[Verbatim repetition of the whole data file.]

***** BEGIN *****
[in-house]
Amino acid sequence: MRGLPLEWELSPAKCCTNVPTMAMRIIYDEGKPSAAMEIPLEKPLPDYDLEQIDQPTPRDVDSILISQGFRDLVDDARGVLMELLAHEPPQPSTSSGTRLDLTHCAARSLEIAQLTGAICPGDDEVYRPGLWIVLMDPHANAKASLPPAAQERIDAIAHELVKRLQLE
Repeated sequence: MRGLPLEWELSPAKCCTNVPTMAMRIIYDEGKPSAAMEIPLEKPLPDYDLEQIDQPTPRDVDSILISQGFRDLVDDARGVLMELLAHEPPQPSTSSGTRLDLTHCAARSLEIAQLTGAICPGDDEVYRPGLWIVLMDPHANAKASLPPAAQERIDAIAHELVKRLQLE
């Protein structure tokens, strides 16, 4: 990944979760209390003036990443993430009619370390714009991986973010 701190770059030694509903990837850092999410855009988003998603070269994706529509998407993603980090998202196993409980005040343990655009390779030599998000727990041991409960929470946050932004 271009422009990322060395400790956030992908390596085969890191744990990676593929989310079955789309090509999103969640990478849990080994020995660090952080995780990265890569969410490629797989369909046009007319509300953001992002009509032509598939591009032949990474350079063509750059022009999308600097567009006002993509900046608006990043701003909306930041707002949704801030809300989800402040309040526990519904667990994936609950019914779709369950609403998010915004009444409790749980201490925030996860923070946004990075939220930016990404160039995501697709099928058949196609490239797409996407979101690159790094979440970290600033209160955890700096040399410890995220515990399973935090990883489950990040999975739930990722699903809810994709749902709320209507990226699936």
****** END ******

[in-house]
Amino acid sequence: MRGLPLEWELSPAKCCTNVPTMAMRIIYDEGKPSAAMEIPLEKPLPDYDLEQIDQPTPRDVDSILISQGFRDLVDDARGVLMELLAHEPPQPSTSSGTRLDLTHCAARSLEIAQLTGAICPGDDEVYRPGLWIVLMDPHANAKASLPPAAQERIDAIAHELVKRLQLE
Repeated sequence: MRGLPLEWELSPAKCCTNVPTMAMRIIYDEGKPSAAMEIPLEKPLPDYDLEQIDQPTPRDVDSILISQGFRDLVDDARGVLMELLAHEPPQPSTSSGTRLDLTHCAARSLEIAQLTGAICPGDDEVYRPGLWIVLMDPHANAKASLPPAAQERIDAIAHELVKRLQLE
């Protein structure tokens, strides 16, 4: 990944979760209390003036990443993430009619370390714009991986973010 701190770059030694509903990837850092999410855009988003998603070269994706529509998407993603980090998202196993409980005040343990655009390779030599998000727990041991409960929470946050932004 271009422009990322060395400790956030992908390596085969890191744990990676593929989310079955789309090509999103969640990478849990080994020995660090952080995780990265890569969410490629797989369909046009007319509300953001992002009509032509598939591009032949990474350079063509750059022009999308600097567009006002993509900046608006990043701003909306930041707002949704801030809300989800402040309040526990519904667990994936609950019914779709369950609403998010915004009444409790749980201490925030996860923070946004990075939220930016990404160039995501697709099928058949196609490239797409996407979101690159790094979440970290600033209160955890700096040399410890995220515990399973935090990883489950990040999975739930990722699903809810994709749902709320209507990226699936």